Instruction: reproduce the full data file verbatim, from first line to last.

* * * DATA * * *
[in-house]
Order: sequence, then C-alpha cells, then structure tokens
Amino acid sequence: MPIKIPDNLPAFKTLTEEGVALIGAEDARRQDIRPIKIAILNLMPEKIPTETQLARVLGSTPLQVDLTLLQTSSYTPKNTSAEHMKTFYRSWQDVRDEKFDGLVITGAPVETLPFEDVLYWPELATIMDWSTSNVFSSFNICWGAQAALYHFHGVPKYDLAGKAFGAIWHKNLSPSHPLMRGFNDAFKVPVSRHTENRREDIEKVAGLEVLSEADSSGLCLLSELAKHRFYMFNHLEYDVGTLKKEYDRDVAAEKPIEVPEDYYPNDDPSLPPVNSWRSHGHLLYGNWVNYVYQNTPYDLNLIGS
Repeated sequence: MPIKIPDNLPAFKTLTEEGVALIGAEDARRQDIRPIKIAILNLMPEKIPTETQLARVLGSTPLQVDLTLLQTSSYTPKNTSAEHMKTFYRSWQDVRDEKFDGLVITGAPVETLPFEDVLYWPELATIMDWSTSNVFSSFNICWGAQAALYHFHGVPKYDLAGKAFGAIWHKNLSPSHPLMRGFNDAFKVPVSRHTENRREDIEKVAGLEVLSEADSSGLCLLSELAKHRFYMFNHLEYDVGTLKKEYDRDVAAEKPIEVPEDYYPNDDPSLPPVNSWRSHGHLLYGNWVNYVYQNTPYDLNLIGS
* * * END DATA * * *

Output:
[in-house]
Order: sequence, then C-alpha cells, then structure tokens
Amino acid sequence: MPIKIPDNLPAFKTLTEEGVALIGAEDARRQDIRPIKIAILNLMPEKIPTETQLARVLGSTPLQVDLTLLQTSSYTPKNTSAEHMKTFYRSWQDVRDEKFDGLVITGAPVETLPFEDVLYWPELATIMDWSTSNVFSSFNICWGAQAALYHFHGVPKYDLAGKAFGAIWHKNLSPSHPLMRGFNDAFKVPVSRHTENRREDIEKVAGLEVLSEADSSGLCLLSELAKHRFYMFNHLEYDVGTLKKEYDRDVAAEKPIEVPEDYYPNDDPSLPPVNSWRSHGHLLYGNWVNYVYQNTPYDLNLIGS
Repeated sequence: MPIKIPDNLPAFKTLTEEGVALIGAEDARRQDIRPIKIAILNLMPEKIPTETQLARVLGSTPLQVDLTLLQTSSYTPKNTSAEHMKTFYRSWQDVRDEKFDGLVITGAPVETLPFEDVLYWPELATIMDWSTSNVFSSFNICWGAQAALYHFHGVPKYDLAGKAFGAIWHKNLSPSHPLMRGFNDAFKVPVSRHTENRREDIEKVAGLEVLSEADSSGLCLLSELAKHRFYMFNHLEYDVGTLKKEYDRDVAAEKPIEVPEDYYPNDDPSLPPVNSWRSHGHLLYGNWVNYVYQNTPYDLNLIGS